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Fall 2021 ︎︎︎ SUNY Purchase ︎︎︎ (DES3090) Interactive & Experience Design

CPX Warm up #5

(you may need to refresh to see the code)


We're gonna be talking about functions in this warm-up!. You've already seen functions before time.sleep() cp.pixels.fill(), the word with parentheses is the function(technically these are also member of the "time" and "cp" objects, but these are not not functions)

What that function do?

Functions allow you to encapsulate functionality. That is to say, prevent you from having to re-type boring-ass code. This serves other functions like preventing you from having to deal with errors and creating code that is more "human-readable." As in a function named sleep() gives you some idea about what it does.

Hi is this function?

So below is some rather simple code we have seen a bunch, a for loop to blink our lights. It blinks the lights several different colors.︎︎︎

Let's imagine that ultimately we want to make it so we can have a function that says how many times we want our lights, and the color we want our lights to flash. To do that we need, as you can imagine, function. To create a function you need to use the word "def" this means you are "defining" the function. You put the function name (in the case below it is "light_flash"), parentheses, colon and then say what you want to do. After that to actually use it you have to call the function. To do this you just type the name of the function somewhere in your code. Let's take one of the blink loops and put it in our function definition.︎︎︎

Goin' ham...on params (idk, whatever)

So the thing you can do to functions to increase their...functionality, is to add what are called parameters. Parameters are things like the color for cp.pixels.fill(), or the amount of time in time.sleep(). To do tha we have to simply add them to our definition.︎︎︎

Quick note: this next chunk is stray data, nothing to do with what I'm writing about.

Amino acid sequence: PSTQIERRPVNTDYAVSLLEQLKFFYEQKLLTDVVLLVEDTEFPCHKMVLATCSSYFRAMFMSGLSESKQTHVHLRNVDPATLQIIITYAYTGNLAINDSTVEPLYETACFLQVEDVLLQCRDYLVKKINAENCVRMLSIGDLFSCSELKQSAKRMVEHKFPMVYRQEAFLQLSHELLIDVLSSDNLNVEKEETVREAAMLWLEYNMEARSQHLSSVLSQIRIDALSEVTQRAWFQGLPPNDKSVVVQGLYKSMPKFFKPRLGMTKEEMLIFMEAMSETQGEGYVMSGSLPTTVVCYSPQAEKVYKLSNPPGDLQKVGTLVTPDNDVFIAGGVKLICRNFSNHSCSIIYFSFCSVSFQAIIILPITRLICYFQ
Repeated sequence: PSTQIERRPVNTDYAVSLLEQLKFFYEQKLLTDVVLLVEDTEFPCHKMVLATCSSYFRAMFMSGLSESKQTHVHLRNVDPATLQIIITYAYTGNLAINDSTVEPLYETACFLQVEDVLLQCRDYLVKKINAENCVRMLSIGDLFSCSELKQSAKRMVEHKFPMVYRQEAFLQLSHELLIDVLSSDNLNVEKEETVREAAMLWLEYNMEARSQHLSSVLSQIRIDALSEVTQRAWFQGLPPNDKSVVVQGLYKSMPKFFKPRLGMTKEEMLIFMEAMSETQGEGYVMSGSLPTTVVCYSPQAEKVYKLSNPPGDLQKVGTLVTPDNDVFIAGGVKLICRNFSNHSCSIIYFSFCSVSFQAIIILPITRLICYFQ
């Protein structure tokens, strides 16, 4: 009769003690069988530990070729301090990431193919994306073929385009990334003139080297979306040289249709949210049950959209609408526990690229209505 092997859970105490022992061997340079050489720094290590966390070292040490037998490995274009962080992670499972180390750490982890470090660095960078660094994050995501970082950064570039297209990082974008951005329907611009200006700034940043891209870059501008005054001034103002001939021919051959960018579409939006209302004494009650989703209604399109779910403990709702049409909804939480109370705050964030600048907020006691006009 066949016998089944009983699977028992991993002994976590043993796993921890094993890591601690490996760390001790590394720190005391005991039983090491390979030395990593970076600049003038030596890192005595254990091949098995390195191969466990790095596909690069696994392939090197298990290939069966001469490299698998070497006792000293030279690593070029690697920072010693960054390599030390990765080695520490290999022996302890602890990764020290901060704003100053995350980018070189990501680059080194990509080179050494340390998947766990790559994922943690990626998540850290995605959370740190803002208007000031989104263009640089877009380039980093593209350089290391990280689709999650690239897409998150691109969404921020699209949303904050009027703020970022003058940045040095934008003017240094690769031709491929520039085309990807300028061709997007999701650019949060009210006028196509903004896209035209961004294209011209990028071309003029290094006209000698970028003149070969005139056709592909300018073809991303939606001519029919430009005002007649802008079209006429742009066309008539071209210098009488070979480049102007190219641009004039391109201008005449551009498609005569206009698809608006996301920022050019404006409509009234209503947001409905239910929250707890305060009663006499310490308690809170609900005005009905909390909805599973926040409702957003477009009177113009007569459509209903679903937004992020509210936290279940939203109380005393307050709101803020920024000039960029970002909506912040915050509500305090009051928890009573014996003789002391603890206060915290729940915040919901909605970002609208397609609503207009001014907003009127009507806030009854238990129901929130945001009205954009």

Our function above, assumes that we want to blink a light a certain color and then turn the light off. We'll also give the function something called blinks which says how many times we want to blink. This allows us to execute an example like that below︎︎︎

There are more things you can do with functions but we won't talk about them here for the sake of clarity, and basically they are just making functions more dynamic.

One more random thing

Last thing I want to introduce is randomness just so we can create a specific example. To use randomness we need to import random and then call a function called "random.randint" and give a range of two numbers.︎︎︎

Note in the above that we create a variable called "which" so that the random number doesn't change each time. We pick one random pixel, fade it out, and then move onto the next one. That's it!


(make sure that you upload each code example to the respective area in the spreadsheet. Create a separate .py for each exercise. Please make the files are named clearly, they need at least, your name, the week/warmup #, and the exercise number so something like “SantiagoBenjamin__WU5__E01.py” would be something I might name my files, but you’re not obligated to use this exact syntax.)
  1. Recreate the light_blink() function, and add a parameter that allows you to control the wait time in time.sleep()
  2. Create a function that will play a tone three times, and the frequency/pitch of the tone is defined by
    a parameter. Call the function for three different pitches.
  3. Create two different functions. One makes each pixel blink in sequence (any colors or direction), and one make all the pixels fade out. Call those two functions to show they work.
  4. Put the randomness example above into a function. Add the functions you created for the previous exercise (#3) and call each of them.
  5. Take the randomness example and convert it into a function such that the pixels are either "pink" (255,0,255), "yellow" (255,255,0) or "cyan" (0, 255, 255)

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